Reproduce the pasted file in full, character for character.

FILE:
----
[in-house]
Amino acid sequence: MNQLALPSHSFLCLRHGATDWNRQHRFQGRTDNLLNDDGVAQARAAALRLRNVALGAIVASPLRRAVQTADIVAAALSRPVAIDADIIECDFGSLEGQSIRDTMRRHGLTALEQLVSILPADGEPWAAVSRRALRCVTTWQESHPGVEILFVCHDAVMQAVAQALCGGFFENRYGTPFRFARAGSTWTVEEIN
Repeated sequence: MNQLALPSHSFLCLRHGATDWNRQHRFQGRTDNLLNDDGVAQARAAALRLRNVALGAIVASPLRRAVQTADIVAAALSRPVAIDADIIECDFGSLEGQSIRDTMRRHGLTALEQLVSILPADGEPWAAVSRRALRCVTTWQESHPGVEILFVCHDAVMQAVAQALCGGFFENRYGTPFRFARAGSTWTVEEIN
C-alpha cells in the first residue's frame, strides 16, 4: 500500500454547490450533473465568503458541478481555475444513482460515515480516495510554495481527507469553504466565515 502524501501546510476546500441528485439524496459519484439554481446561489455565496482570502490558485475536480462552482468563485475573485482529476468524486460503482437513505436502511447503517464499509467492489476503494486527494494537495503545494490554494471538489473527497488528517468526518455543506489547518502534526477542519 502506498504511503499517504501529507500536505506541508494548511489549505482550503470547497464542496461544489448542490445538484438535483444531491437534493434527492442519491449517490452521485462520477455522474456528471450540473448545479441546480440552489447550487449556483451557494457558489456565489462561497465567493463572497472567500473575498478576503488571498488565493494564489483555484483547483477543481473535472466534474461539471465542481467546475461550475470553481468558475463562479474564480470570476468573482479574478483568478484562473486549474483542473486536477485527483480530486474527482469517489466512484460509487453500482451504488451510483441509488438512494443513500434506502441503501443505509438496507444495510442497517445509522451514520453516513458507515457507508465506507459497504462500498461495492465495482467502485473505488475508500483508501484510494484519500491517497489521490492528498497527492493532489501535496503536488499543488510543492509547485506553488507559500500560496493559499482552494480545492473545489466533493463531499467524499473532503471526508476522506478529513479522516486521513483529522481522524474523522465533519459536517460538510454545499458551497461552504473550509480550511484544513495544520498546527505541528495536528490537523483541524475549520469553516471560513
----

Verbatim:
[in-house]
Amino acid sequence: MNQLALPSHSFLCLRHGATDWNRQHRFQGRTDNLLNDDGVAQARAAALRLRNVALGAIVASPLRRAVQTADIVAAALSRPVAIDADIIECDFGSLEGQSIRDTMRRHGLTALEQLVSILPADGEPWAAVSRRALRCVTTWQESHPGVEILFVCHDAVMQAVAQALCGGFFENRYGTPFRFARAGSTWTVEEIN
Repeated sequence: MNQLALPSHSFLCLRHGATDWNRQHRFQGRTDNLLNDDGVAQARAAALRLRNVALGAIVASPLRRAVQTADIVAAALSRPVAIDADIIECDFGSLEGQSIRDTMRRHGLTALEQLVSILPADGEPWAAVSRRALRCVTTWQESHPGVEILFVCHDAVMQAVAQALCGGFFENRYGTPFRFARAGSTWTVEEIN
C-alpha cells in the first residue's frame, strides 16, 4: 500500500454547490450533473465568503458541478481555475444513482460515515480516495510554495481527507469553504466565515 502524501501546510476546500441528485439524496459519484439554481446561489455565496482570502490558485475536480462552482468563485475573485482529476468524486460503482437513505436502511447503517464499509467492489476503494486527494494537495503545494490554494471538489473527497488528517468526518455543506489547518502534526477542519 502506498504511503499517504501529507500536505506541508494548511489549505482550503470547497464542496461544489448542490445538484438535483444531491437534493434527492442519491449517490452521485462520477455522474456528471450540473448545479441546480440552489447550487449556483451557494457558489456565489462561497465567493463572497472567500473575498478576503488571498488565493494564489483555484483547483477543481473535472466534474461539471465542481467546475461550475470553481468558475463562479474564480470570476468573482479574478483568478484562473486549474483542473486536477485527483480530486474527482469517489466512484460509487453500482451504488451510483441509488438512494443513500434506502441503501443505509438496507444495510442497517445509522451514520453516513458507515457507508465506507459497504462500498461495492465495482467502485473505488475508500483508501484510494484519500491517497489521490492528498497527492493532489501535496503536488499543488510543492509547485506553488507559500500560496493559499482552494480545492473545489466533493463531499467524499473532503471526508476522506478529513479522516486521513483529522481522524474523522465533519459536517460538510454545499458551497461552504473550509480550511484544513495544520498546527505541528495536528490537523483541524475549520469553516471560513